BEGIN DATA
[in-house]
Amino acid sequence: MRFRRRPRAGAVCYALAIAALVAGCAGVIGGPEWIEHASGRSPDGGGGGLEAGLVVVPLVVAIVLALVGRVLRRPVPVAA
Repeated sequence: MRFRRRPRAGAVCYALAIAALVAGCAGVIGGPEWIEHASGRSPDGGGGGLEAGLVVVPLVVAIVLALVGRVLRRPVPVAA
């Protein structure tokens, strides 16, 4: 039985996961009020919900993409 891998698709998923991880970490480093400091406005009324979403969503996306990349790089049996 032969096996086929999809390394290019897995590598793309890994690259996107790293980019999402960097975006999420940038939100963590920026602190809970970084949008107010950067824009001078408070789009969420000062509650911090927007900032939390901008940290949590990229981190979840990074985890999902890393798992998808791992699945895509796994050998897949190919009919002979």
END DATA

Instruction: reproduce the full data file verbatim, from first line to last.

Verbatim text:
[in-house]
Amino acid sequence: MRFRRRPRAGAVCYALAIAALVAGCAGVIGGPEWIEHASGRSPDGGGGGLEAGLVVVPLVVAIVLALVGRVLRRPVPVAA
Repeated sequence: MRFRRRPRAGAVCYALAIAALVAGCAGVIGGPEWIEHASGRSPDGGGGGLEAGLVVVPLVVAIVLALVGRVLRRPVPVAA
């Protein structure tokens, strides 16, 4: 039985996961009020919900993409 891998698709998923991880970490480093400091406005009324979403969503996306990349790089049996 032969096996086929999809390394290019897995590598793309890994690259996107790293980019999402960097975006999420940038939100963590920026602190809970970084949008107010950067824009001078408070789009969420000062509650911090927007900032939390901008940290949590990229981190979840990074985890999902890393798992998808791992699945895509796994050998897949190919009919002979």